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Monty Hall problem: The probability puzzle that makes your head melt. (not sure where to post this - pls move if not suitable for the forum section)

A reference in a recent Magazine article to the Monty Hall problem - where a contestant has to pick one of three boxes - left readers scratching their heads. Why does this probability scenario hurt everyone's brain so much, asks maths lecturer Dr John Moriarty.

WITH VID:

http://www.bbc.co.uk...gazine-24045598

Edited by Saru
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Better Explained

Understanding the Monty Hall Problem

The Monty Hall problem is a counter-intuitive statistics puzzle:

There are 3 doors, behind which are two goats and a car.

You pick a door (call it door A). You’re hoping for the car of course.

Monty Hall, the game show host, examines the other doors (B & C) and always opens one of them with a goat (Both doors might have goats; he’ll randomly pick one to open)

Here’s the game: Do you stick with door A (original guess) or switch to the other unopened door? Does it matter?

Surprisingly, the odds aren’t 50-50. If you switch doors you’ll win 2/3 of the time!

http://betterexplained.com/articles/understanding-the-monty-hall-problem/

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I honestly do not see what is so strange and hard about this puzzle (is it really a puzzle?) All you are doing is taking a gamble that the other box contains more money and the chances are great that the others do not. It's a cheap carnival trick and if an instructor pulled that on me I would immediately feel that I wasted my hard-earned money on such nonsense.

A supposed 2/3 chance still means nothing..you still have to chose the right one which still means your actual chances are slim.

Trying the "challenge" I find it is still gamble. After fifteen tries and winning only three times, it didn't seem to really prove anything.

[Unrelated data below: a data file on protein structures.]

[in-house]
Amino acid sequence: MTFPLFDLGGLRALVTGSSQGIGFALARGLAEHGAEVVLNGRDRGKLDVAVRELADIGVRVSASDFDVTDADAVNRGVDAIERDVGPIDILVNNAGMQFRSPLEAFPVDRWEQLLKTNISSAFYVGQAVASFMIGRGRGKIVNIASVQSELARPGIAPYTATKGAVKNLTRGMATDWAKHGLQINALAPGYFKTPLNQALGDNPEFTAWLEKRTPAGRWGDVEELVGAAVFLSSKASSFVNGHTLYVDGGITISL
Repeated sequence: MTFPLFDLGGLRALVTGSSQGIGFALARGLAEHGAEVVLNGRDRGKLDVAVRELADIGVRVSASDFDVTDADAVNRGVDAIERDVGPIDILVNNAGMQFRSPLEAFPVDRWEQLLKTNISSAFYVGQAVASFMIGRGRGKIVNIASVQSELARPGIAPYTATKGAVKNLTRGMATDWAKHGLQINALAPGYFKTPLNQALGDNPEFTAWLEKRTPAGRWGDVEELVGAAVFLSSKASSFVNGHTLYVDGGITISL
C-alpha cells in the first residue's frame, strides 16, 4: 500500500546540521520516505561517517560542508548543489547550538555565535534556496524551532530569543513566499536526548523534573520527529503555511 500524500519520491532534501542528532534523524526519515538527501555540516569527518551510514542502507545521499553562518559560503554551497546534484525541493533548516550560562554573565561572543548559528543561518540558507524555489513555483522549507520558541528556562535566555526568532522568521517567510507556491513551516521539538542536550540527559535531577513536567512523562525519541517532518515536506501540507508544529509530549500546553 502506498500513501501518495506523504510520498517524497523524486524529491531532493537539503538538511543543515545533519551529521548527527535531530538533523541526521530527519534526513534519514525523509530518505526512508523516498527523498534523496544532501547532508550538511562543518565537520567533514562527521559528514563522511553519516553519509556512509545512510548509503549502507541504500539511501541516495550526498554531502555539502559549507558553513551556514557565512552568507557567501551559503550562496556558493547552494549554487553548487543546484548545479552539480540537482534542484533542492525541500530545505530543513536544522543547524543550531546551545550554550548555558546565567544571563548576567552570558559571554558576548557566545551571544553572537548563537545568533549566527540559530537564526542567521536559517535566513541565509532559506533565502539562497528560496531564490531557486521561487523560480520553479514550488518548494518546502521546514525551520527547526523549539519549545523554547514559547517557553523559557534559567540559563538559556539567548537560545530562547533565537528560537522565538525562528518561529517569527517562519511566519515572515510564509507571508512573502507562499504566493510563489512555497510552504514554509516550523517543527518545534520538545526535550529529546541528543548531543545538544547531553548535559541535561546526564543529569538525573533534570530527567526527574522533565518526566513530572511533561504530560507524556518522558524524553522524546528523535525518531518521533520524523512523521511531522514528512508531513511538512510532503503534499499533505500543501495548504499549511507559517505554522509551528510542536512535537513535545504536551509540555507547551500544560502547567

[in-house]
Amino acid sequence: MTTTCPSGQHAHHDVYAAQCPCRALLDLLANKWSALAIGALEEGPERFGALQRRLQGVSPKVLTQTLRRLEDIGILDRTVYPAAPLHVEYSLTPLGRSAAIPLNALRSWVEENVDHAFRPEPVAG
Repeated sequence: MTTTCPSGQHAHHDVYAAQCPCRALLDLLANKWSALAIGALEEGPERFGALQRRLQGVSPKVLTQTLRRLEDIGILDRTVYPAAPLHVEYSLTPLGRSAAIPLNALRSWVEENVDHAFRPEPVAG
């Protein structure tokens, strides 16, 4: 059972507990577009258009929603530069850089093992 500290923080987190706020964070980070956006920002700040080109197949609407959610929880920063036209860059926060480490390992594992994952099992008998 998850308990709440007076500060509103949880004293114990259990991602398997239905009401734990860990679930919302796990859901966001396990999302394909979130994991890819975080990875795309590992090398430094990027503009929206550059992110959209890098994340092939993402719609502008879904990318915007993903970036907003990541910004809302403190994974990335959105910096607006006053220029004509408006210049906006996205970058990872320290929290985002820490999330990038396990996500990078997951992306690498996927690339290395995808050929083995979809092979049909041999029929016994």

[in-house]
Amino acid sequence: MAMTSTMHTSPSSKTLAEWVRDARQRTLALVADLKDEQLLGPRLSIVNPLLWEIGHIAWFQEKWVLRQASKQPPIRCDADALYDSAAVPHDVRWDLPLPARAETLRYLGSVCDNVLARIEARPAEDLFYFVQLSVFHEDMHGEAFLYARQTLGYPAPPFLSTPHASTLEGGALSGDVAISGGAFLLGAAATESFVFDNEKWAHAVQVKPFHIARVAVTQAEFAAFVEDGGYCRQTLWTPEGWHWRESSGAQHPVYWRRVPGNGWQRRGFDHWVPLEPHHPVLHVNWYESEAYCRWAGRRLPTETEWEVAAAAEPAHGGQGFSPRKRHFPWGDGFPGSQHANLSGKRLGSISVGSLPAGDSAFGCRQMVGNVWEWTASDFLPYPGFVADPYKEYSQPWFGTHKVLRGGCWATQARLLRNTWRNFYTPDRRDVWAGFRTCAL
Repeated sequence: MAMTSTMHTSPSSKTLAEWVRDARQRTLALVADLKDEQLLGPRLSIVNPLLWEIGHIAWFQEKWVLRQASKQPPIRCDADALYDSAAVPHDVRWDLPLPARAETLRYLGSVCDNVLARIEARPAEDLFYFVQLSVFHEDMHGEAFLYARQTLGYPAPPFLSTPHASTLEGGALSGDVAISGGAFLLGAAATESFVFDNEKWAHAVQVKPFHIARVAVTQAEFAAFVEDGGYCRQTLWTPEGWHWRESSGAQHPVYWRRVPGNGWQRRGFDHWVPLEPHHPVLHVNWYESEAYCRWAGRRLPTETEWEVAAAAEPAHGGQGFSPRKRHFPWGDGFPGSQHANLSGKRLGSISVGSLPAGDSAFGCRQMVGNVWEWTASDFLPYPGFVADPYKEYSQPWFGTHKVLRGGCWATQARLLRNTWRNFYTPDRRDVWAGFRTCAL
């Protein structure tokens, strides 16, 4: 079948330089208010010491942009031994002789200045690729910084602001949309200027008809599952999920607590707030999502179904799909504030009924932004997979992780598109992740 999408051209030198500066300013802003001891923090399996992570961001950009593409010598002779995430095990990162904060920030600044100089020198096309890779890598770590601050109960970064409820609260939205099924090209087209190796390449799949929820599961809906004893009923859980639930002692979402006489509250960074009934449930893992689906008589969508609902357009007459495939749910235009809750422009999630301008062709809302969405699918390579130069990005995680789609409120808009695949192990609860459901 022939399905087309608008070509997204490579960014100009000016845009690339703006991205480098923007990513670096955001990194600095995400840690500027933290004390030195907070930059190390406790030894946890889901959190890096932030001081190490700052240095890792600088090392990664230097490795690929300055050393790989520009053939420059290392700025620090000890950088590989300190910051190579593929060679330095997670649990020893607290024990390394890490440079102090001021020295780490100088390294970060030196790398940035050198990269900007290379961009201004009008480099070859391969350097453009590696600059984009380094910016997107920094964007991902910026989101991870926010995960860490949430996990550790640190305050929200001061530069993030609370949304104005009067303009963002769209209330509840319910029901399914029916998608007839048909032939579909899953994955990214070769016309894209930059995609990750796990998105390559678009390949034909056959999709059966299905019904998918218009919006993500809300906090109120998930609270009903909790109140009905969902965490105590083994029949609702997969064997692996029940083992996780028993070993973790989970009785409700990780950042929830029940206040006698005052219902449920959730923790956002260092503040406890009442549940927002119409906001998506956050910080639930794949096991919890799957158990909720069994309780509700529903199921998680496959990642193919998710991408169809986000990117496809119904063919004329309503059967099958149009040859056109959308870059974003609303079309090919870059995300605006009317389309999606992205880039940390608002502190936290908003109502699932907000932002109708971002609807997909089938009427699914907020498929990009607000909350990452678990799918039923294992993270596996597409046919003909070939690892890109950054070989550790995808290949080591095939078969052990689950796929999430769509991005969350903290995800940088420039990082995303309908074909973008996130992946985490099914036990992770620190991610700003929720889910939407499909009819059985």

Edited by Ryu

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First off why do you have a link that directs you to a page to make a new post?

Secondly I honestly do not see what is so strange and hard about this puzzle (is it really a puzzle?) All you are doing is taking a gamble that the other box contains more money and the chances are great that the others do not. It's a cheap carnival trick and if an instructor pulled that on me I would immediately feel that I wasted my hard-earned money on such nonsense.

Perhaps you didnt understand the puzzle? Have a deeper read. if you like

http://en.wikipedia....ty_Hall_problem

"The problem is a paradox of the veridical type, because the correct result (you should switch doors) is at first sight ludicrous, but is nevertheless demonstrably true. The Monty Hall problem is mathematically closely related to the earlier Three Prisoners problem and to the much older Bertrand's box paradox.

Links in text above are clickable

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Edited by seeder

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Thanks, Seeder, for the reading list---I'll get no sleep tonight. . . .!

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It's been explained enough to not be much of a confusing problem. You have 1/3 chance when you pick door A, that means there's a 2/3 chance it's behind door B and C combined.

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